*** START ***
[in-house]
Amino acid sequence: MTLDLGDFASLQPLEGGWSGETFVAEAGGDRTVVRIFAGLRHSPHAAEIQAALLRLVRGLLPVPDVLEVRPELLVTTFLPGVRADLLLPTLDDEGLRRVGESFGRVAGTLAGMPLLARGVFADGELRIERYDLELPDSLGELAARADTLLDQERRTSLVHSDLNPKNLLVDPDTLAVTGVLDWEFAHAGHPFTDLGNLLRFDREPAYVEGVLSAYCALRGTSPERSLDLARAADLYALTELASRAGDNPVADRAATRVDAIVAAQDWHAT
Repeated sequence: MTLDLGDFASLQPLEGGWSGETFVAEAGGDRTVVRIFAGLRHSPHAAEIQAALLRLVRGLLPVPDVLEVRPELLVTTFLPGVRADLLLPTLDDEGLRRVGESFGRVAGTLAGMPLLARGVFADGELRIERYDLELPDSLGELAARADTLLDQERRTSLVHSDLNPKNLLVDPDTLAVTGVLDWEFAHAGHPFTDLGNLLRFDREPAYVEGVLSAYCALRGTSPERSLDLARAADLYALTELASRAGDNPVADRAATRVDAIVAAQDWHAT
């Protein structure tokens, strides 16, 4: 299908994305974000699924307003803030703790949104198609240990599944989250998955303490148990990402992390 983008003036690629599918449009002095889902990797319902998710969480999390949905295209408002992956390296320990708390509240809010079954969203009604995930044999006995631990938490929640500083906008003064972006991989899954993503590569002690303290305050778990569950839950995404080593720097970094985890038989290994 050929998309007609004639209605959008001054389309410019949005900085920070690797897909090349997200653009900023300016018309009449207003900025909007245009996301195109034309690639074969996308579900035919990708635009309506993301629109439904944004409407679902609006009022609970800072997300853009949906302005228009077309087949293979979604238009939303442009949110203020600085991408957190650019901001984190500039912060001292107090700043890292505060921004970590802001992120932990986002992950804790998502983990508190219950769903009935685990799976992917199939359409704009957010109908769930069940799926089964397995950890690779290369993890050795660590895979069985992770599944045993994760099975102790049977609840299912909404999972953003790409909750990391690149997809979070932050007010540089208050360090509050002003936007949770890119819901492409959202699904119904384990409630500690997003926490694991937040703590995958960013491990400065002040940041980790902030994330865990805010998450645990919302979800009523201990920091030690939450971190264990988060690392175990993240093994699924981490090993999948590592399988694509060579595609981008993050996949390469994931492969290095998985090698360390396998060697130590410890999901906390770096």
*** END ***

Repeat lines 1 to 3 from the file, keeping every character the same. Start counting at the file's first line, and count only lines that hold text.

[in-house]
Amino acid sequence: MTLDLGDFASLQPLEGGWSGETFVAEAGGDRTVVRIFAGLRHSPHAAEIQAALLRLVRGLLPVPDVLEVRPELLVTTFLPGVRADLLLPTLDDEGLRRVGESFGRVAGTLAGMPLLARGVFADGELRIERYDLELPDSLGELAARADTLLDQERRTSLVHSDLNPKNLLVDPDTLAVTGVLDWEFAHAGHPFTDLGNLLRFDREPAYVEGVLSAYCALRGTSPERSLDLARAADLYALTELASRAGDNPVADRAATRVDAIVAAQDWHAT
Repeated sequence: MTLDLGDFASLQPLEGGWSGETFVAEAGGDRTVVRIFAGLRHSPHAAEIQAALLRLVRGLLPVPDVLEVRPELLVTTFLPGVRADLLLPTLDDEGLRRVGESFGRVAGTLAGMPLLARGVFADGELRIERYDLELPDSLGELAARADTLLDQERRTSLVHSDLNPKNLLVDPDTLAVTGVLDWEFAHAGHPFTDLGNLLRFDREPAYVEGVLSAYCALRGTSPERSLDLARAADLYALTELASRAGDNPVADRAATRVDAIVAAQDWHAT